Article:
Leo: The pro fee really isn?t that expensive.

Rene: No, and they redesigned their IOS AP now for IOS 7 and it?s got a card based interface that is really nice. When you?re moving through the airport, the last thing you want to do is start looking for small amounts of text so the cards are really glanceable, gives you all the information I can typically find my flight information faster on Trip it than I can on my emails or my tickets and stuff.

Leo: Yeah, I live on it and I don?t travel near as much as you an Alex do.

Andy: When I started business traveling at age 19 or 20 I really wish that now I?d taken a picture of everything that I carried in my bags, and everything I carried in my pockets when I left for an airport and could just cross off like 90 percent of the stuff that I don?t need to take anymore. All the way from, like all the alligator clips that would get me to plug into whatever hotel phone that was there. All the way to all the pieces of paper that I?d need that would get me from? The information I?d need to have handy. Yeah. Trip it is like magical. You pull up this one AP, and you tap this one button, and it recognizes that, oh, today is the day you?re taking off, so I bet your really interested in seeing in how your flight to San Francisco is doing. Marvelous stuff.

Leo: Finally, Andy Ihnatko. Your pick of the week.

Andy: My pick is a website called which is, invaluable if you?re a Netflix subscriber because it?s a much, much easier, more flexible way of seeing what?s available on the service than anything that any of the Netflix aps lets you do. And the biggest things, is one of the tabs that simply says ?new?. And it will show you anything that?s recently been added to Netflix, because you know, they have package deals that keep coming in and coming out. And so they lose a bunch of the Disney movies but then they get back in Raging Bull, and to Mel Brooks movies. And Some Like it Hot, and you might not even know that they?re available. Like there you go, there?s Mystery Science Theater 3000 movie, there?s Amole, which I haven?t seen in it years. And wouldn?t have known it was on Netflix until I saw it just arrived back on net flex on Jan. 6. And Leave it to Beaver season six. A long list.

Leo: If you go to page 4 they have like all 12 seasons of Murder She Wrote, and before you get too excited about that, 6 My Little Pony specials, A Very Minty Christmas, Dancing in the Clouds, Friends are Never Far Away, The Princess Pomade, and The Runaway Rainbow. Plus a special bonus, Tinkle wish Adventure. Wow.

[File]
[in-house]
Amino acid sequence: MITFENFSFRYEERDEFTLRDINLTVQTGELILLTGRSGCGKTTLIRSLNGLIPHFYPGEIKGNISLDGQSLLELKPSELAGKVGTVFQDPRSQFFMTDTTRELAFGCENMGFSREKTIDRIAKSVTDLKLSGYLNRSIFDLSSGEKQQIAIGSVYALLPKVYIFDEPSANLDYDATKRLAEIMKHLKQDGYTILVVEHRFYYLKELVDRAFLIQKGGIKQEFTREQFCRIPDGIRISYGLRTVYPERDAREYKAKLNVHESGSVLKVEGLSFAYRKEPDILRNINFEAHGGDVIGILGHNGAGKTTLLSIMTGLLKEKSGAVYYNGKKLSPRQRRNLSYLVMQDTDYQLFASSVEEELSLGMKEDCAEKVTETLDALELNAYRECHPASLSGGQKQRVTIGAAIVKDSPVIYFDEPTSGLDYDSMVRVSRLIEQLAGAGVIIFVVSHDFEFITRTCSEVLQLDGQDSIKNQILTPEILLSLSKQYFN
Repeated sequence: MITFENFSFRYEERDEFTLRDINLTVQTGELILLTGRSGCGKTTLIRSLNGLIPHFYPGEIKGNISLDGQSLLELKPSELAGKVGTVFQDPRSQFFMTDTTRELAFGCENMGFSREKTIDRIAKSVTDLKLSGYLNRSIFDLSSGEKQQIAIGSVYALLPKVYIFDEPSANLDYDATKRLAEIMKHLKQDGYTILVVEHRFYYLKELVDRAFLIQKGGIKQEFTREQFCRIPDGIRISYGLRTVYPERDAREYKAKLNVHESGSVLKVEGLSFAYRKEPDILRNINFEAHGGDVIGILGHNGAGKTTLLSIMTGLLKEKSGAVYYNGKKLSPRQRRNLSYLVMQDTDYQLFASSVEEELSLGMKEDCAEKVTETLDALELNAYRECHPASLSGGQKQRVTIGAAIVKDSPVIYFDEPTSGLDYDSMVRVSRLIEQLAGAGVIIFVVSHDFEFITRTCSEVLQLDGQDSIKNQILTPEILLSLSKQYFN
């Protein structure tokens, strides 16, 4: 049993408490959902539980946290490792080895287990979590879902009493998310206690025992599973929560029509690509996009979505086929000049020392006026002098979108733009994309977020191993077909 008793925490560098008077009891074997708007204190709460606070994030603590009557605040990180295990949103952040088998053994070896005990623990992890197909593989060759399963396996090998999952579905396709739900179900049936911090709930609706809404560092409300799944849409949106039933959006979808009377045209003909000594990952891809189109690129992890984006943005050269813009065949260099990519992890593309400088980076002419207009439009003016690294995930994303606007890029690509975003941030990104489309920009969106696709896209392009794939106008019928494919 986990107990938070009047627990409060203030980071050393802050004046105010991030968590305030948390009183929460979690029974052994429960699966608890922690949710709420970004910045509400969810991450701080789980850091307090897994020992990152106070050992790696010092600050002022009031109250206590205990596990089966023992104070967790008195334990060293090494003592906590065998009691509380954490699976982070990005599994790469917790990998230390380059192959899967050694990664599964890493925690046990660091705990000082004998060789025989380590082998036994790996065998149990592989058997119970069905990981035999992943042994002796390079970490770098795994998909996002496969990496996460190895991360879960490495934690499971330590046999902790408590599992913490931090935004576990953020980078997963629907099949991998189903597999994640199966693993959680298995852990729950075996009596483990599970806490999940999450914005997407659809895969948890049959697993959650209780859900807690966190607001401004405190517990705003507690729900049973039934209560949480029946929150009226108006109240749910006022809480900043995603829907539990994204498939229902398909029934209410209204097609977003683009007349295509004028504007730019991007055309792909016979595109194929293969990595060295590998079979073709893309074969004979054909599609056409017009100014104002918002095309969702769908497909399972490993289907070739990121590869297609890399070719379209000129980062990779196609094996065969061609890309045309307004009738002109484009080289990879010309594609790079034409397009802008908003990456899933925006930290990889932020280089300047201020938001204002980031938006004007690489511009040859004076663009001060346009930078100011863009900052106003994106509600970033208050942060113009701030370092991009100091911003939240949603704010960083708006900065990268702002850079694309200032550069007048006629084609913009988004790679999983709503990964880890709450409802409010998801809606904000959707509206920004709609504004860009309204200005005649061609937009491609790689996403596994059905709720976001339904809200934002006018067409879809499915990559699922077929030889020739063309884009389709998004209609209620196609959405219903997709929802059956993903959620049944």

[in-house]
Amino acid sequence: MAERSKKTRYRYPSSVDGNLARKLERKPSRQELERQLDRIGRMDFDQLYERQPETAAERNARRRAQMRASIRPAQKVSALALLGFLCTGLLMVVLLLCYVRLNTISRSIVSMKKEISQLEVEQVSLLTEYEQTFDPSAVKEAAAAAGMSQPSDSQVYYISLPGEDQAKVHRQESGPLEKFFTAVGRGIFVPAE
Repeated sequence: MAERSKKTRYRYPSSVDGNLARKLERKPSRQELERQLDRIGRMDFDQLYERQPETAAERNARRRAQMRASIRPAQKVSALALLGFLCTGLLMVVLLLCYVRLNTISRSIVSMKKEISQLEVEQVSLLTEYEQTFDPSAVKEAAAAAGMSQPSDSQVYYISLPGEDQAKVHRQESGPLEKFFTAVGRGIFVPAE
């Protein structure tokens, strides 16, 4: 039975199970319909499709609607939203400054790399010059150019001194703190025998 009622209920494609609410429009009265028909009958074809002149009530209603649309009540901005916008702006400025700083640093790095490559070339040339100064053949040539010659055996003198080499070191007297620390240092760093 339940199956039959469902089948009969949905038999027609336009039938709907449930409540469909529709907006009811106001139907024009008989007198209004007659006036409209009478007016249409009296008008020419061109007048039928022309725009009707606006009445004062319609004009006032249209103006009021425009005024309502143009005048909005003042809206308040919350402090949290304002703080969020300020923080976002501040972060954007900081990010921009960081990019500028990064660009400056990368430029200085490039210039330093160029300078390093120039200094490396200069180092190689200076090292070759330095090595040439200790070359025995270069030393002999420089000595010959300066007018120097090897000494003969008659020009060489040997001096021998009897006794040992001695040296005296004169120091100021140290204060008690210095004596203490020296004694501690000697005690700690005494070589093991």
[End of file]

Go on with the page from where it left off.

Andy: No, that?s Twinkle Wish Adventure.

Leo:Oh sorry. Laughs

Andy: That?s a different streaming service all together, no pun intended.

Leo: Raging bill is now on Netflix. See, I wouldn?t have known that, that?s awesome.

Andy: And even for stuff that?s been on their for a while, It?s just so easy to just click on buttons and browse by category. They also have categories for New York Times picks, Rotten Tomato, Rated Fresh. I don?t know why Netflix doesn?t just make this part of their site because as it is it?s just too hard to find. They?ll recommend things for you, and that?s kind of okay but there?s something that?s so?as disgustingly analog as this is, you just scroll through a list and look for things that kind of jump out at you. And that?s how you find a lot of great movies.

Rene: I use the Canadian version of these and to? Andy?s point I go on this, and I look at, it?s so confusing, latest added new features and none of them are actually new. I?ve seen them there for months, so I go to a website like this and I find something immediately. I just started watching Colvert Affairs last week because I found it there and I still can?t find it on the Netflix site.

Leo: Wow. This is really great. Great pick, thank you Andy. I much appreciate that. Friends, that concludes this edition of Macbreak weekly! Thank you to Rene Ritchy, and of course, the new site smartwatchtoday?what is it?


Leo: Smartwatchfans

Rene: We were joking because at CES no one could get it right, people were calling it smartphonefans people were calling it smartwatchphonefans. So were just sort of joking you know, is what we make it as long as possible


Leo: Thank you Rene, great to see you again. Alex Lindsay, enjoy your evening in gilgally. You?re free now for a few more hours

Alex: I will, and if anyone is interested I did a bunch of all my reviews CES fort worth glass and it would be really fun to get peoples feedback on it. It?s on my gplus page. So I shot the whole thing with glass and I think it actually worked out pretty well but definitely take a look at it, and let me know what you think.

Leo: He?s plus Alex Lindsay on google plus. And yeah, really I think a great way to do it.

Alex: Yeah it works really well you have a lot of, you know, you have your hands back and what was surprising was it was in a really loud environment and I was able to? I didn?t use anything extra I just literally just shot it and I was really surprised the audio isn?t perfect but it was a lot better than I expected.

Andy: I posted some side by side by side comparisons of photos just getting peoples opinions on what photo do you like best and I tossed in a couple of google glass photos and I was kind of surprised of how many people liked the google glass photo compared to how they like the IPhone 5S photo. I got the new version of glass and it?s broken, it doesn?t work anymore.

All: Ohh man. Aww

Andy: I have to go back to the silo.

Leo: Yeah, break your glass. Break your mothers back. Andy Ihnatko, Chicago sun times, Celestial waste of bandwidth and of course Ihnatkos almanac 5X5 TV. ?. Thank you Andy, for being here.

Leo: Thanks everybody for watching the show! 11 AM pacific, 2 PM Eastern time, 1900 UTC weekdays. If you want to watch live, we love if you do. If you can?t though, don?t worry about it, on demand audio and video available after the fact, always at or on iTunes or wherever else you get your net casts. Time to get back to work because, you know what? Break time?s over!